Dr B should refuse the complimentary coupons as far as possible.
The complimentary buffet coupons are considered a kind of advantage regardless of its value. Dr B and Barry might breach Section 4 of the Prevention of Bribery Ordinance (POBO) if Dr B accepts the complimentary buffet coupons from Barry as the coupons are offered to him on account of his official capacity as a public doctor.
Dr B might also violate the Hospital Authority's guidelines on acceptance of advantage for accepting the complimentary buffet coupons from Barry.
Where the complimentary coupons are offered out of a genuine courtesy motive and cannot be declined owing to protocol reasons or the need to avoid causing offence or embarrassment, Dr B should report the receipt of the coupons and seek direction on its disposal in accordance with the relevant circulars / guidelines set out by his employer.
Understand the law and the professional code of conduct
The best solution is to have full understanding of the Prevention of Bribery Ordinance and the conduct requirements on integrity stipulated in the Code of Professional Conduct of the Medical Council of Hong Kong (Oct 2022) to avoid accepting advantages that will lead to loss of objectivity and honesty in the course of clinical practice.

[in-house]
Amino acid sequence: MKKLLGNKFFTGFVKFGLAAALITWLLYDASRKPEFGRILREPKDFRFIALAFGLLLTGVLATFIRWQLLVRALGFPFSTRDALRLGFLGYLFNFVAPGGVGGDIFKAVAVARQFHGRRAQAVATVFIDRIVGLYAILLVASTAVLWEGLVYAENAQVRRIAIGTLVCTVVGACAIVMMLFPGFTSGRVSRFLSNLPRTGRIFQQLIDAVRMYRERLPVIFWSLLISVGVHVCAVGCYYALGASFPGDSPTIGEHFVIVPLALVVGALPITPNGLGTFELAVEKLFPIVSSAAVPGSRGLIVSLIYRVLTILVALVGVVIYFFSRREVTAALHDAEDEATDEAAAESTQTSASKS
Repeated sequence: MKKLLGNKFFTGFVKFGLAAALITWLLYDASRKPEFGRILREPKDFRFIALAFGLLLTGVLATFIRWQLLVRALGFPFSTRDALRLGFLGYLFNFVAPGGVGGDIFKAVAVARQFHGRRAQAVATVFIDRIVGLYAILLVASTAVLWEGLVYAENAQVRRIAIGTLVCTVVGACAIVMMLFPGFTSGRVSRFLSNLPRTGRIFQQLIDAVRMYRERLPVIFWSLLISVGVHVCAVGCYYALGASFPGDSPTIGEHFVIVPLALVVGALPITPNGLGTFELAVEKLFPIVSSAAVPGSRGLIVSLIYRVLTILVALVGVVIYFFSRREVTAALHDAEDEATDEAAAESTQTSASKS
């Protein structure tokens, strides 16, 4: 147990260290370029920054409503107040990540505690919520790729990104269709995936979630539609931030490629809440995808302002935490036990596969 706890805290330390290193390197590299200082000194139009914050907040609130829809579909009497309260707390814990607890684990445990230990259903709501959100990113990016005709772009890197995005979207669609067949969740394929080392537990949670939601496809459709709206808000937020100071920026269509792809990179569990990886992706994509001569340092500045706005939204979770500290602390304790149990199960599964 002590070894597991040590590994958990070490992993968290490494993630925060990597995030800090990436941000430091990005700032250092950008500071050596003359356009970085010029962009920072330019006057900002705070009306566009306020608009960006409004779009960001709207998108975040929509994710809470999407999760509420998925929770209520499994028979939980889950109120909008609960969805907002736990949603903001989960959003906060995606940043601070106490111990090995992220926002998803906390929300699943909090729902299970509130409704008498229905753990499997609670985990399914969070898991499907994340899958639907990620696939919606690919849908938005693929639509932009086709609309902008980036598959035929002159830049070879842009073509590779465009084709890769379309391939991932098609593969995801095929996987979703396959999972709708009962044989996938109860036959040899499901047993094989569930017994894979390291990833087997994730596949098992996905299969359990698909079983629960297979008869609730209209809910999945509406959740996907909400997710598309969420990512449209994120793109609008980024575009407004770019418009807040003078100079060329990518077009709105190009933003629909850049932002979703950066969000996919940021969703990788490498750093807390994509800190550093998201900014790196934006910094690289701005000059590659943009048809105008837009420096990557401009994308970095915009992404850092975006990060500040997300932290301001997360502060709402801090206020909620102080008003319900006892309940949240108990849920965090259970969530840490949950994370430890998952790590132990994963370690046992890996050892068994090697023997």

Follow the organisation policy
Whether doctors are employed by the government, the Hospital Authority (HA) or private medical institutions, they should always seek guidance from the organisations concerned in the matter of acceptance of advantages. Public servants should not accept advantages offered to them by virtue of their official position. Gifts offered/presented to public doctors in their official capacity should be dealt with in accordance with respective rules and regulations of the government and the HA. HA employees should not solicit or accept, directly or indirectly, any advantage or gift which would, or might reasonably be seen to, compromise their integrity or judgment or influence the discharge or non-discharge of their duties and responsibilities. As in the private sector, the recipients should clarify with their respective employers whether they can accept advantages from patients or business associates in the discharge of their official duties.
Avoid the "sweetener"
Many ICAC cases reflect that corruption always begins with a "sweetening up" process instead of a direct bribe at the outset. It usually starts with the offering of entertainment which appear not to be related to the recipient's official duties at the time of offer. Hence, the recipient would easily be trapped in an embarrassing or compromising situation when being asked to return a favour later on. Therefore, doctors should not accept entertainment from persons with whom they have official dealings if it is:
Corruption should be reported to the management of the organisations concerned and the ICAC as soon as possible. One may risk being suspected of conspiring to commit corruption if he, even without being involved in the scam, delays blowing the whistle or turns a blind eye to the crime.
Any party may lodge a complaint or make an enquiry with the ICAC through the various channels.